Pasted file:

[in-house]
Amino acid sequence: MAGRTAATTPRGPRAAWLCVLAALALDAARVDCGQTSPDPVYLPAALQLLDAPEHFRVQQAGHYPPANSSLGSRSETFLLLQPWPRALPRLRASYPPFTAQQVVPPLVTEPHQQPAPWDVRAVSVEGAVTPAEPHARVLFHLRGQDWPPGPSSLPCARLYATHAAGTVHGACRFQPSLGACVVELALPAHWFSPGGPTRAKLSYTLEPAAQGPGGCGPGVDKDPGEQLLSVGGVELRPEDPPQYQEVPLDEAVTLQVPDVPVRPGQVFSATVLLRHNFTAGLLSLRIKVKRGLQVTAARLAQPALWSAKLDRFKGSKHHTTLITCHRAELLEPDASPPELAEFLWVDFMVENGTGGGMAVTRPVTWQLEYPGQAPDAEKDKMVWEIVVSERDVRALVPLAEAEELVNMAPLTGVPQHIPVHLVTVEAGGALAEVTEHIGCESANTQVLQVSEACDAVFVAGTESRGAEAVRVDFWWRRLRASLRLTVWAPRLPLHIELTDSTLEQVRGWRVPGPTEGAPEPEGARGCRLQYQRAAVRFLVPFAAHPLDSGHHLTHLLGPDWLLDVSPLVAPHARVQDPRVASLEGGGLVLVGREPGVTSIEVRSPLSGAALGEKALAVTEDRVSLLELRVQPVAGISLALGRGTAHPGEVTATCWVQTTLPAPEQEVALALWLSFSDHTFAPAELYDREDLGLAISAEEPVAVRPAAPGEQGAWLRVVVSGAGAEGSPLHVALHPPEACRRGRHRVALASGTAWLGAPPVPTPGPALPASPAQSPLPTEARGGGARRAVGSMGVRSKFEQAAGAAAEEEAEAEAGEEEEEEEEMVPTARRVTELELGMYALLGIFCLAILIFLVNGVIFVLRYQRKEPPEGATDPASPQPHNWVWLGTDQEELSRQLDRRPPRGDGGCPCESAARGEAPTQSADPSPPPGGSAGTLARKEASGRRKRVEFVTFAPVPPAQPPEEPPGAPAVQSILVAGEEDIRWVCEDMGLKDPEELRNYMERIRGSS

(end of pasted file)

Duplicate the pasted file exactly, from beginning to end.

[in-house]
Amino acid sequence: MAGRTAATTPRGPRAAWLCVLAALALDAARVDCGQTSPDPVYLPAALQLLDAPEHFRVQQAGHYPPANSSLGSRSETFLLLQPWPRALPRLRASYPPFTAQQVVPPLVTEPHQQPAPWDVRAVSVEGAVTPAEPHARVLFHLRGQDWPPGPSSLPCARLYATHAAGTVHGACRFQPSLGACVVELALPAHWFSPGGPTRAKLSYTLEPAAQGPGGCGPGVDKDPGEQLLSVGGVELRPEDPPQYQEVPLDEAVTLQVPDVPVRPGQVFSATVLLRHNFTAGLLSLRIKVKRGLQVTAARLAQPALWSAKLDRFKGSKHHTTLITCHRAELLEPDASPPELAEFLWVDFMVENGTGGGMAVTRPVTWQLEYPGQAPDAEKDKMVWEIVVSERDVRALVPLAEAEELVNMAPLTGVPQHIPVHLVTVEAGGALAEVTEHIGCESANTQVLQVSEACDAVFVAGTESRGAEAVRVDFWWRRLRASLRLTVWAPRLPLHIELTDSTLEQVRGWRVPGPTEGAPEPEGARGCRLQYQRAAVRFLVPFAAHPLDSGHHLTHLLGPDWLLDVSPLVAPHARVQDPRVASLEGGGLVLVGREPGVTSIEVRSPLSGAALGEKALAVTEDRVSLLELRVQPVAGISLALGRGTAHPGEVTATCWVQTTLPAPEQEVALALWLSFSDHTFAPAELYDREDLGLAISAEEPVAVRPAAPGEQGAWLRVVVSGAGAEGSPLHVALHPPEACRRGRHRVALASGTAWLGAPPVPTPGPALPASPAQSPLPTEARGGGARRAVGSMGVRSKFEQAAGAAAEEEAEAEAGEEEEEEEEMVPTARRVTELELGMYALLGIFCLAILIFLVNGVIFVLRYQRKEPPEGATDPASPQPHNWVWLGTDQEELSRQLDRRPPRGDGGCPCESAARGEAPTQSADPSPPPGGSAGTLARKEASGRRKRVEFVTFAPVPPAQPPEEPPGAPAVQSILVAGEEDIRWVCEDMGLKDPEELRNYMERIRGSS